I have written about the dangers of making economic policy on the basis of ideology rather than cold, hard economic analysis. Ideologically-based economic policy has laid the groundwork for many of the worst economic disasters of the last 200 years.
- The decision to abandon the first and second central banks in the United States in the early 19th century led to chronic financial instability for much of the next three quarters of a century.
- Britain’s re-establishment of the gold standard in 1925, which encouraged other countries to do likewise, contributed to the spread and intensification of the Great Depression.
- Europe’s decision to adopt the euro, despite the fact that economic theory and history suggested that it was a mistake, contributed to the European sovereign debt crisis.
- President George W. Bush’s decision to cut taxes three times during his first term while embarking on substantial spending connected to the wars in Afghanistan and Iraq, was an important driver of the macroeconomic boom-bust cycle that led to the subprime crisis.
In each of these four cases, a policy was adopted for primarily ideological, rather than economic reasons. In each case, prominent thinkers and policy makers argued forcefully against adoption, but were ignored. In each case, the consequences of the policy were severe.
So how do we avoid excessively ideological economic policy?
One way is by making sure that policy-makers are exposed to a wide range of opinions during their deliberations. This method has been taken on board by a number central banks, where many important officials are either foreign-born or have considerable policy experience outside of their home institution and/or country. Mark Carney, a Canadian who formerly ran that that country’s central bank, is not the first non-British governor of the Bank of England in its 320-year history. Stanley Fischer, who was born in southern Africa and has been governor of the Bank of Israel, is now the vice chairman of the US Federal Reserve. The widely respected governor of the Central Bank of Ireland, Patrick Honohan, spent nearly a decade at the World Bank in Washington, DC. One of Honohan’s deputies is a Swede with experience at the Hong Kong Monetary Authority; the other is a Frenchman.
But isn’t it unreasonable to expect politicians to come to the policy making process without any ideological bent whatsoever? After all, don’t citizens deserve to see a grand contest of ideas between those who propose higher taxes and greater public spending with those who argue for less of both?
In fact, we do expect—and want–our politicians to come to the table with differing views. Nonetheless, politicians often support their arguments with unfounded assertions that their policies will lead to widespread prosperity, while those of their adversaries will lead to doom. The public needs to be able to subject those competing claims to cold, hard economic analysis.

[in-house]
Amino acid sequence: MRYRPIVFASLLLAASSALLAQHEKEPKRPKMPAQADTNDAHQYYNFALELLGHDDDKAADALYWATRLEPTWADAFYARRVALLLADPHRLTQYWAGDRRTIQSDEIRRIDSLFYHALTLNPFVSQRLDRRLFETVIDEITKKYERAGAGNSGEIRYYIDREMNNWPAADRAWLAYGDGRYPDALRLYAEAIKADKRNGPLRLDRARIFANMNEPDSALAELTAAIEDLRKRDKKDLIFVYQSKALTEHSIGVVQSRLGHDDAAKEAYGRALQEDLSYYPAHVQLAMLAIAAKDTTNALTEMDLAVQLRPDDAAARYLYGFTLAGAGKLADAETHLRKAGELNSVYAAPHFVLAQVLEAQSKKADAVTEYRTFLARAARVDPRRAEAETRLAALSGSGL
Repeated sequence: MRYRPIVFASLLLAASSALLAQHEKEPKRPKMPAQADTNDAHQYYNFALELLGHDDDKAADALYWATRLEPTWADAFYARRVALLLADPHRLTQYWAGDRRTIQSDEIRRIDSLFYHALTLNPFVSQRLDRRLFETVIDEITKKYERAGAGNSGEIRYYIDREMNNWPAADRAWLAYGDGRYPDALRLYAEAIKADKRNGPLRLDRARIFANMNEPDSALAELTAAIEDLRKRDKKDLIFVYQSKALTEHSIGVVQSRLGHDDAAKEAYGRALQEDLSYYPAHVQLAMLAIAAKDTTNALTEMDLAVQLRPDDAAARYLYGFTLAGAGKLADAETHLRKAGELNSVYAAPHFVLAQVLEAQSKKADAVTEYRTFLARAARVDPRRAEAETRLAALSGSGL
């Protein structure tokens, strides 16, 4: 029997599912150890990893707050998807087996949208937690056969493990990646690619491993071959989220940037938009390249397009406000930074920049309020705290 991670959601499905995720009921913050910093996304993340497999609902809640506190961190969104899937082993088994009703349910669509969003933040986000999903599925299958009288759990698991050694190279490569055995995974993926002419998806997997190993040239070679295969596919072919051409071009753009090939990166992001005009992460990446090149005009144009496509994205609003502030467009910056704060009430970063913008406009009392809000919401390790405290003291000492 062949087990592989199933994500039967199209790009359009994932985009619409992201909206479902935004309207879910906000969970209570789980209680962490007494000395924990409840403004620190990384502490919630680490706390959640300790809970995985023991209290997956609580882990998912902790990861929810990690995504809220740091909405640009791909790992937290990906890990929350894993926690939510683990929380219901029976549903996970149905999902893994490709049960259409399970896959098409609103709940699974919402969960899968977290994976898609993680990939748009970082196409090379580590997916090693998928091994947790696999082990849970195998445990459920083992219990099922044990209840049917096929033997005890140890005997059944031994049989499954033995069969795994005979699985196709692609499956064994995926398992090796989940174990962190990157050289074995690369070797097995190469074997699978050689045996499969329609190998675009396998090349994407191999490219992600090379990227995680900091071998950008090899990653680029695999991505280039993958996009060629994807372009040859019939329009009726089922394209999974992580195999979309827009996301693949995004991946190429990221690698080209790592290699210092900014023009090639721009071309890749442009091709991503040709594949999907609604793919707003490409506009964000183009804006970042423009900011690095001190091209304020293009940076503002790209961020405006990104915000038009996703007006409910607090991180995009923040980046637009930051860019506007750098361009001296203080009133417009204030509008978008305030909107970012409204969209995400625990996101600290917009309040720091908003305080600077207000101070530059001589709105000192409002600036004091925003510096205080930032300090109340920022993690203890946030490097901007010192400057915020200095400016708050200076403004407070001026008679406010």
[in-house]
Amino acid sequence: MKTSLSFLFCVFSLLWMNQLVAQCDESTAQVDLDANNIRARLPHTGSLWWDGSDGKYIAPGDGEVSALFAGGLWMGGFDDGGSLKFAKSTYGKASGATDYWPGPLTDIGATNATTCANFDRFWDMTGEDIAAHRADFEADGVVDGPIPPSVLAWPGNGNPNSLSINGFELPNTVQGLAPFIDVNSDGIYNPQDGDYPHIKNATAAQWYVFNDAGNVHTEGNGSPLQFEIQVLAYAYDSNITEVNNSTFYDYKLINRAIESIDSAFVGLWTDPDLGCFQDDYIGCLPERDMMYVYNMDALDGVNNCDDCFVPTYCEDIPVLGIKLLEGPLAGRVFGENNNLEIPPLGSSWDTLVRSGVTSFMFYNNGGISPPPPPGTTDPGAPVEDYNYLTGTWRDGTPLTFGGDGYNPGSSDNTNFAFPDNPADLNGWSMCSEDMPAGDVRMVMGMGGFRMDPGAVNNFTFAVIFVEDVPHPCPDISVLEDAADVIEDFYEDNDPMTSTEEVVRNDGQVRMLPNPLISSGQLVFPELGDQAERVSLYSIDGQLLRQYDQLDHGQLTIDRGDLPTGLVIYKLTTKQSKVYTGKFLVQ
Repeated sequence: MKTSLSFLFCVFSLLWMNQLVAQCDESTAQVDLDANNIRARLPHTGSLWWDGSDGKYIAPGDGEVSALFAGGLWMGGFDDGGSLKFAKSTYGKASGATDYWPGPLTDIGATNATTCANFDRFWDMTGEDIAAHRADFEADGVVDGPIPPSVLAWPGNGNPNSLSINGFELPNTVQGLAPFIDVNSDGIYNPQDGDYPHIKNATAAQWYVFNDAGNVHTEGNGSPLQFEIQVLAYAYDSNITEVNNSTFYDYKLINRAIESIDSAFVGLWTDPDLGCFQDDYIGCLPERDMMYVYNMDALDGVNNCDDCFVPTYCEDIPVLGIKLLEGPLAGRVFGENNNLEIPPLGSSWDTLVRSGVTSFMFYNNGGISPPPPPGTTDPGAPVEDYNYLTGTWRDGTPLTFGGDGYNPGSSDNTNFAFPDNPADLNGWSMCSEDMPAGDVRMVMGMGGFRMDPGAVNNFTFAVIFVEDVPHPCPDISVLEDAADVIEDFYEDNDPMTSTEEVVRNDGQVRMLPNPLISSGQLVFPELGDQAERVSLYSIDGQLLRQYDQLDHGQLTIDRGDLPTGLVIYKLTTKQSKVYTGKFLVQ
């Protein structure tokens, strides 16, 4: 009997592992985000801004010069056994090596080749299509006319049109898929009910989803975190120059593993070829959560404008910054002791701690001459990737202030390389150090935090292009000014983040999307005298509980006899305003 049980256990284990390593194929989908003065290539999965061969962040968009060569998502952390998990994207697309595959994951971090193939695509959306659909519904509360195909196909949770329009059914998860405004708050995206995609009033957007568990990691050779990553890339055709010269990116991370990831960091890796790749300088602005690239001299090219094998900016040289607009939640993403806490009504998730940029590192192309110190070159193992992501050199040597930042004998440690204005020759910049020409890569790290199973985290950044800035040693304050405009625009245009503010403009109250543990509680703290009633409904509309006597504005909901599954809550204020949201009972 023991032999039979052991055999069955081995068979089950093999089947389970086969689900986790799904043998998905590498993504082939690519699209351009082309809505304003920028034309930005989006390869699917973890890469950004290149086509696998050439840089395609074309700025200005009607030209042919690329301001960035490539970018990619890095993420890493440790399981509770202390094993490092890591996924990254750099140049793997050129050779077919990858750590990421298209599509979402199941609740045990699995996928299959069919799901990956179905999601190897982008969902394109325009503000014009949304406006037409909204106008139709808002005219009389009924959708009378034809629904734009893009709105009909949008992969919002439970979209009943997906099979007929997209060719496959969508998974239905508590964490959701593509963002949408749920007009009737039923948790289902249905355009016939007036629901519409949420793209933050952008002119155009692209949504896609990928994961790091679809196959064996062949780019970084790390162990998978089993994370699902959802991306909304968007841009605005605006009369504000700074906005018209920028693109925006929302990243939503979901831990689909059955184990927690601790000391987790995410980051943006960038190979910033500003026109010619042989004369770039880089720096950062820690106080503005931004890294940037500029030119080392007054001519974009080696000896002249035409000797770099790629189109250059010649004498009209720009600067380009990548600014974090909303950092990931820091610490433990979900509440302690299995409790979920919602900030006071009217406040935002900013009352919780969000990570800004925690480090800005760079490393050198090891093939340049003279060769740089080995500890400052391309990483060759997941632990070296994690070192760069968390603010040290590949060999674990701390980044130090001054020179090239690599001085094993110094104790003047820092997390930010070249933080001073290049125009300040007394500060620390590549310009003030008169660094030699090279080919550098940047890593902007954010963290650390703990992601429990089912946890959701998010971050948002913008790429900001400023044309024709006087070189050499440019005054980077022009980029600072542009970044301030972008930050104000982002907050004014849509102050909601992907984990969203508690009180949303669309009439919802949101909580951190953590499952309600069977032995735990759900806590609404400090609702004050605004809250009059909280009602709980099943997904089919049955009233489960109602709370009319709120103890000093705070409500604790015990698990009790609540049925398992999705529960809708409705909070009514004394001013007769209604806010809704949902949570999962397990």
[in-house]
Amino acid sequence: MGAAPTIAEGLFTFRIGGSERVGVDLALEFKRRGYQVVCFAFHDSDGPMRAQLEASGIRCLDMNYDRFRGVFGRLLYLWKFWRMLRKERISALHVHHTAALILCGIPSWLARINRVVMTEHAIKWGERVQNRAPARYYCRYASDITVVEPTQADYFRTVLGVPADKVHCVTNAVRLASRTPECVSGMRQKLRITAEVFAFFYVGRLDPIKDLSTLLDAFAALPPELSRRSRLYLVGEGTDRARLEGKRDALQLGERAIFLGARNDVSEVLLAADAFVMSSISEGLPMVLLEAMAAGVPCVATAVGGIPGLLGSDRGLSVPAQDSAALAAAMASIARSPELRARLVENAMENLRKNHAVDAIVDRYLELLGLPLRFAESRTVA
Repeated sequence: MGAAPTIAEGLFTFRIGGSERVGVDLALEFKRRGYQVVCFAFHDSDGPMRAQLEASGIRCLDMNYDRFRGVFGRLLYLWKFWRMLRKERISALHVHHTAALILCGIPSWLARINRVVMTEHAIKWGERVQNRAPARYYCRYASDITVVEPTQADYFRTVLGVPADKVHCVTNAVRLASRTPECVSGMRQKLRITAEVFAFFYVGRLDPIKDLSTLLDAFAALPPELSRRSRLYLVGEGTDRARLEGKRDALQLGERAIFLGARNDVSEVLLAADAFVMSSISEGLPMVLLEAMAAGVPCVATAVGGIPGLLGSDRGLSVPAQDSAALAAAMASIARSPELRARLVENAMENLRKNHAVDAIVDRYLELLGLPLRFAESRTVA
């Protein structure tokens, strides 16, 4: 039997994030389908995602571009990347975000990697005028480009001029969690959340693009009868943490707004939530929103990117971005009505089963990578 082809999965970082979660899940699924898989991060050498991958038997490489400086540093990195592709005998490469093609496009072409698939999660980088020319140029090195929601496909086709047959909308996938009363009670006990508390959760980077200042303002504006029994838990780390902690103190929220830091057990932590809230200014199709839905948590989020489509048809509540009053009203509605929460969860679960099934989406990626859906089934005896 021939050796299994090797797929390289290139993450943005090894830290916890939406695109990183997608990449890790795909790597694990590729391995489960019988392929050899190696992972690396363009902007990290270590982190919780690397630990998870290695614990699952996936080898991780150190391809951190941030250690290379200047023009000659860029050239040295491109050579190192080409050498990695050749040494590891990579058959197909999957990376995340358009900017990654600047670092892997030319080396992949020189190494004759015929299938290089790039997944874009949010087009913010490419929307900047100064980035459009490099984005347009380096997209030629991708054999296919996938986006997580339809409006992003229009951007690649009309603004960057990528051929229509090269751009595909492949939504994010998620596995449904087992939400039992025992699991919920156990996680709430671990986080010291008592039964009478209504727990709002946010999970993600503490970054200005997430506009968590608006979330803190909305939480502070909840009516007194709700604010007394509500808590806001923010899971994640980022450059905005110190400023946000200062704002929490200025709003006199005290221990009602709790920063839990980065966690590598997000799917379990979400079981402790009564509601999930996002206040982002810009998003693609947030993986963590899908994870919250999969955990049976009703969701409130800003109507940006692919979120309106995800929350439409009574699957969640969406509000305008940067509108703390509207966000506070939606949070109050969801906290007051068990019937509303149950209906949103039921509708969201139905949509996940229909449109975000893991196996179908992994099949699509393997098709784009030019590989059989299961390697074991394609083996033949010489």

Fortunately, the United States and a growing number of other countries have established institutions that are mandated to provide high quality, professional, non-partisan economic analysis. Typically, these institutions are tasked with forecasting the budgetary effects of legislation, making it difficult for one side or the other to tout the economic benefits of their favorite policies without subjecting them to a reality check by a disinterested party.
In the United States, this job is undertaken by the Congressional Budget Office (CBO) which offers well-regarded forecasts of the budgetary effects of legislation under consideration by Congress. [Disclaimer: The current director of the CBO is a graduate school classmate of mine.]
The CBO is not always the most popular agency in Washington. When the CBO calculates that that the cost of a congressman’s pet project is excessive, that congressman can be counted on to take the agency to task in the most public manner possible.
According to the New York Times, the CBO’s “…analyses of the Clinton-era legislation were so unpopular among Democrats that [then-CBO Director Robert Reischauer] was referred to as the ‘skunk at the garden party.’ It has since become a budget office tradition for the new director to be presented with a stuffed toy skunk.”
For the most part, however, congressional leaders from both sides of the aisle hold the CBO and its work in high regard, as do observers of the economic scene from the government, academia, journalism, and the private sector.
The CBO, founded in 1974, is one of the oldest of such agencies, predated only by the Netherlands Bureau for Economic Policy Analysis (1945) and the Danish Economic Council (1962). More recent additions to the growing ranks of these agencies include Australia’s Parliamentary Budget Office (2012), Canada’s Parliamentary Budget Officer (2006), South Korea’s National Assembly Budget Office (2003), and the UK’s Office for Budget Responsibility (2010).
These organizations each have their own institutional history and slightly different responsibilities. For the most part, however, they are constituted to be non-partisan, independent agencies of the legislative branch of government. We should be grateful for their existence.